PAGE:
- Merlin from the Matter of Britain and the legends of King Arthur
- Odin principal deity of Norse mythology
- Tiresias from the Odyssey, Oedipus Rex, and other Greek myths
- Utnapishtim from the Epic of Gilgamesh
- Agu Tonpa in Tibetan folklore
- Amaguq in Inuit mythology
- Ananse in Ashanti mythology
- Awakkule and Mannegishi in Crow mythology
- Azeban in Abenaki mythology
- Bamapana in Australian Aboriginal mythology
- Eris, Prometheus, Hephaestos, Hermes Trismegistus, Odysseus in Greek mythology
- Brer Rabbit in American folklore
- Cin-an-ev in Ute mythology
- Fairy and Puck in Celtic mythology
- Iktomi in Lakota mythology
- Iwa and Kaulu in Polynesian mythology
- Kantjil in Indonesian folklore
- Kappa, Maui in Hawaiian mythology
- Kitsune and Susanoo in Japanese mythology
- Kokopelli in Hopi and Zuni mythology
- Kwaku Ananse in Akan mythology
- Loki in Norse mythology
- Nanabozho in Chippewa mythology
- Nanabush in Ojibwe mythology
- Nankil'slas, Raven spirit in Haida mythology
- Ndauthina in Fijian mythology
- Nezha, Sun Wukong (the Monkey King) in Chinese mythology
- Reynard the Fox in French folklore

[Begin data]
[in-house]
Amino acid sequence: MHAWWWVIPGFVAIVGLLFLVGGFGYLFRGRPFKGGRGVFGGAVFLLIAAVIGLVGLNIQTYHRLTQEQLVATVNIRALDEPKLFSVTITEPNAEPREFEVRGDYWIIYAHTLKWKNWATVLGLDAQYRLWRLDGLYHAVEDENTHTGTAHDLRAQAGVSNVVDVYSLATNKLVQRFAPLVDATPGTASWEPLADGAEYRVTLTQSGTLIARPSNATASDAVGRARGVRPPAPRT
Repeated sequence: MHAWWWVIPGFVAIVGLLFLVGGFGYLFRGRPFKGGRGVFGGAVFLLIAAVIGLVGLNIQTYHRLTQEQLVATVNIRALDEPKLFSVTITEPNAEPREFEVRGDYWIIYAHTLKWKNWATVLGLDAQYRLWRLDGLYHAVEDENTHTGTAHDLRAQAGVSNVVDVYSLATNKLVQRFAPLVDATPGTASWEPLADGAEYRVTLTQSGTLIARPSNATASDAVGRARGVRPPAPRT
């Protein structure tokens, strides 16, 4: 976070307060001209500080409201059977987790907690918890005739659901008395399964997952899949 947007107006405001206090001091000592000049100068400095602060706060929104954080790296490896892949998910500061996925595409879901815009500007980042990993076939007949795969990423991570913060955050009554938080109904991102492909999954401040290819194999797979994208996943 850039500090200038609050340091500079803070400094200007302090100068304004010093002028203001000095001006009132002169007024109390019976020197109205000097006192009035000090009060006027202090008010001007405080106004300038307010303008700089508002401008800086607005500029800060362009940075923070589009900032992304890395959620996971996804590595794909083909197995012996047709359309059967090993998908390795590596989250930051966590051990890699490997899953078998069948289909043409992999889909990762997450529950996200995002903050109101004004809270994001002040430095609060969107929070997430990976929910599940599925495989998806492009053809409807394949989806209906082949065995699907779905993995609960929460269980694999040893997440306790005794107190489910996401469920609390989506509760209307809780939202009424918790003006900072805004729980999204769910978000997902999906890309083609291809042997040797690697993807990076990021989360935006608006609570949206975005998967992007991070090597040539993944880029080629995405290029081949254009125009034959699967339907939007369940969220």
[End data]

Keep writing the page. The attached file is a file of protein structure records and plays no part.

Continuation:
- Saci-Pererê in Brazilian folklore
- San Martin Txiki in Basque mythology
- Tezcatlipoca in Aztec mythology
- Till Eulenspiegel in German folklore
- Tonenili in Navajo mythology
Archetypes are often discussed in literature. The epic poem Beowulf describes one of the most famous Anglo-Saxon hero archetypes. William Shakespeare is known for popularizing many archetypal characters. Although he based many of his characters on existing archetypes from fables and myths, Shakespeare's characters stand out as original by their contrast against a complex, social literary landscape.
As with other psychologies which have infiltrated mass thought, archetypes are now incorporated into popular culture, such as movies, novels, video games, comics, art, and television programs.
The Star Wars films include a number of archetypes revealed as the story unfolds: Luke Skywalker exemplifies the hero. Initially ignorant of the truth of the collective unconscious (the Force), he begins by rescuing the maiden (Princess Leia), who later develops into the anima (Luke's twin sister). He fights the shadow (Darth Vader), guided by the wise old man (Obi Wan Kenobi, later Yoda, and finally Anakin Skywalker when Darth Vader dies) (Boeree 2006).
The following are a few more examples of the wise old man and trickster archetypes in popular culture.
Wise Old Man
- Abbot Mortimer from Brian Jacques's novel Redwall